The molecular clock

In addition to permitting reconstruction of relationships among species to generate a phylogenetic tree, molecular genetics can also yield valuable information with respect to the timescale for that tree. With the very first reconstructions conducted using molecular data, it was observed that the rate of change in amino acid sequences of particular proteins (and hence in the DNA sequences of the genes responsible) seemed to be relatively constant along different lineages. This led on to the notion of the "molecular clock", according to which the degree of difference between DNA sequences or amino acid sequences in any two species can provide an indication of the time elapsed since their separation. However, it should be noted that accumulating evidence has indicated that the rate of molecular change is in fact quite variable. In the first place, it was obvious from the outset that some genes evolve faster than others, and it was then shown that the overall rate of change in mtDNA is considerably greater than that in nDNA. Moreover, it also became clear that rates of change differ markedly even within individual genes. Some of this variation in rate of change within genes is to be expected. For

The Euarchontoglires grouping of placental mammals is represented by mammals such as the woodchuck (Marmota monax). (Photo by © John Conrad/Corbis. Reproduced by permission.)

whale dolphin hippo ruminant pig llama rhino tapir horse cat caniform pangolin flying fox rousette fruit bat rhinolophoid bat phyllostomid microbat free-tailed bat hedgehog shrew mole mouse rat hystricid caviomorph sciurid rabbit pika flying lemur tree shrew strepsirrhine human sloth anteater armadillo tenrec golden mole s.e.elephant shrew l.e.elephant shrew aardvark sirenian hyrax elephant opossum diprotodontian



Carnivora Pholidota





Dermoptera Scandentia


Pilosa Cingulata



Tubulidentata Sirenia Hyracoidea Proboscidea




Phylogeny of living placental mammals, based on a large molecular data set (16,397 base pairs) including 19 nuclear genes and 3 mitochondrial genes. Based on Murphy et al. 2001. (Illustration by GGS. Courtesy of Gale.)

example, "silent mutations" (notably in third base positions) and mutations within non-coding regions of genes (introns) are inherently likely to accumulate faster because they do not lead to changes in amino acid sequences and are hence not subject to natural selection. In sum, it is now widely recognized that the concept of the "molecular clock" must be used with caution and that there may be quite marked differences between lineages in the rates of molecular change. Methods have therefore been developed to identify differences in rates of change between lineages and to apply the notion of "local clocks".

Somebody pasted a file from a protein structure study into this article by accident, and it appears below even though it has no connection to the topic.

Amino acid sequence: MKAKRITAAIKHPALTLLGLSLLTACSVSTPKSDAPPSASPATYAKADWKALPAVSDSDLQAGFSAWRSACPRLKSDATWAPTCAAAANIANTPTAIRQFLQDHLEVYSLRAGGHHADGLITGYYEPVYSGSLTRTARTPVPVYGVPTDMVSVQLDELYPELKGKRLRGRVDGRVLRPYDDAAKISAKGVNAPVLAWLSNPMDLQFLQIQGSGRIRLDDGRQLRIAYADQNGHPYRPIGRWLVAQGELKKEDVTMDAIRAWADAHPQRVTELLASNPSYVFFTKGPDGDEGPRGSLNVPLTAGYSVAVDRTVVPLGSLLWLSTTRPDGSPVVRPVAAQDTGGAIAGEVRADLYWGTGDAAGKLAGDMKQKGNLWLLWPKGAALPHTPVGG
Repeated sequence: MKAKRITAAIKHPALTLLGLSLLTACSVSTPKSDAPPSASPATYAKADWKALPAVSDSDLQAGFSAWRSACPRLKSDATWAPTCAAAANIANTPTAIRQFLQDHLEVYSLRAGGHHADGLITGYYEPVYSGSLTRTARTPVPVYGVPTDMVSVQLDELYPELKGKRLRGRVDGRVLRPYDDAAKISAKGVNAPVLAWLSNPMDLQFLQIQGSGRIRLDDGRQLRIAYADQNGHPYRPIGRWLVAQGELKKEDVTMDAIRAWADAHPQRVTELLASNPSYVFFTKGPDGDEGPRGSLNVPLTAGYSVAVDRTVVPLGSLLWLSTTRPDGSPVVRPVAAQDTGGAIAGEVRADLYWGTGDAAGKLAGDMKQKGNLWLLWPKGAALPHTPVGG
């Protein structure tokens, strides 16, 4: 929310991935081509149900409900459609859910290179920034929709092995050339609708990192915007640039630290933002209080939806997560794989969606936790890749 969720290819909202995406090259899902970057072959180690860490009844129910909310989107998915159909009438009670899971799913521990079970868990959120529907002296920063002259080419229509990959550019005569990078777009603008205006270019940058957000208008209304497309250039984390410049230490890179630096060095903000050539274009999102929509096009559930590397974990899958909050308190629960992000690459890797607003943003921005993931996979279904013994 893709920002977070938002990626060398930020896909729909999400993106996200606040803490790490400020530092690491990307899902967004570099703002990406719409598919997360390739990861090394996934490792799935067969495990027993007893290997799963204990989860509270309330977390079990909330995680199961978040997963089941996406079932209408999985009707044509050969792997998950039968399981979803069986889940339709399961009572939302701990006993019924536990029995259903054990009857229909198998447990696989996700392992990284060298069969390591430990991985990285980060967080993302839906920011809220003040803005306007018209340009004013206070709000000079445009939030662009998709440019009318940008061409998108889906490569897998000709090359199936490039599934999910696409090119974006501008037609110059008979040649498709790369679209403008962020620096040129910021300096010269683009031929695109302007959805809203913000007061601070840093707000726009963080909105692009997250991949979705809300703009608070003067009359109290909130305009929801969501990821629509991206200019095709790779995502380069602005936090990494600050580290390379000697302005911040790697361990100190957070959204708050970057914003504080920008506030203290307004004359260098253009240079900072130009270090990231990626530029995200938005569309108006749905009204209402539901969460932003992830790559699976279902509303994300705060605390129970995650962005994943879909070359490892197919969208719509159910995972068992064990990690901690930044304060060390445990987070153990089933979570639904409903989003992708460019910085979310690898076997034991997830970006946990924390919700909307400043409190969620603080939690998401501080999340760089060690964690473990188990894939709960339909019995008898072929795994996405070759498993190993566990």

It should be noted that molecular data cannot directly yield information on elapsed time and that phylogenetic trees produced with such data always require calibration using information from the fossil record. Once a tree that is characterized by relatively uniform rates of change has been calibrated with at least one date from the fossil record, it is possible to convert genetic distances into time differences. However, conversion of genetic distances into time differences requires that genetic change should be linearly related to time. This generally seems to be the case once a global correction has been made for repeated mutation at a given site. Unfortunately, even if rates of molecular change along lineages are approximately linear (as is required for reliable application of a clock model), calibration dates derived from paleontological evidence introduce an additional source of error. The problem is that the fossil record can only yield a minimum date for the time of emergence of a particular lineage, by taking the age of the earliest known member of that lineage. The lineage may have existed for some considerable period of time prior to the earliest known fossil representative. Clearly, the size of the gap between the actual date of emergence of a lineage and the age of the earliest known representative of that lineage will vary according to the quality of the fossil record. If the fossil record is relatively well documented, as is probably the case with large-bodied hoofed mammals, the earliest known fossil representative may be quite close to the time of origin. In other cases, however, use of the age of the earliest known fossil to calibrate a phylogenetic tree may lead to considerable underestimation of dates of divergence. For instance, the earliest known undoubted primates are about 55 million years old, but statistical modeling indicates that we have so far discovered less than 5% of extinct fossil primate species. Correction for the numerous gaps in the primate fossil record indicates that the common ancestor of living primates existed about 85 million years ago (mya), rather than 60-65 mya as is commonly assumed. Molecular evolutionary phylogenetic trees have also been accurately determined for the common chimpanzee, pygmy chimpanzee, gorilla, and orangutan.

0 0

Post a comment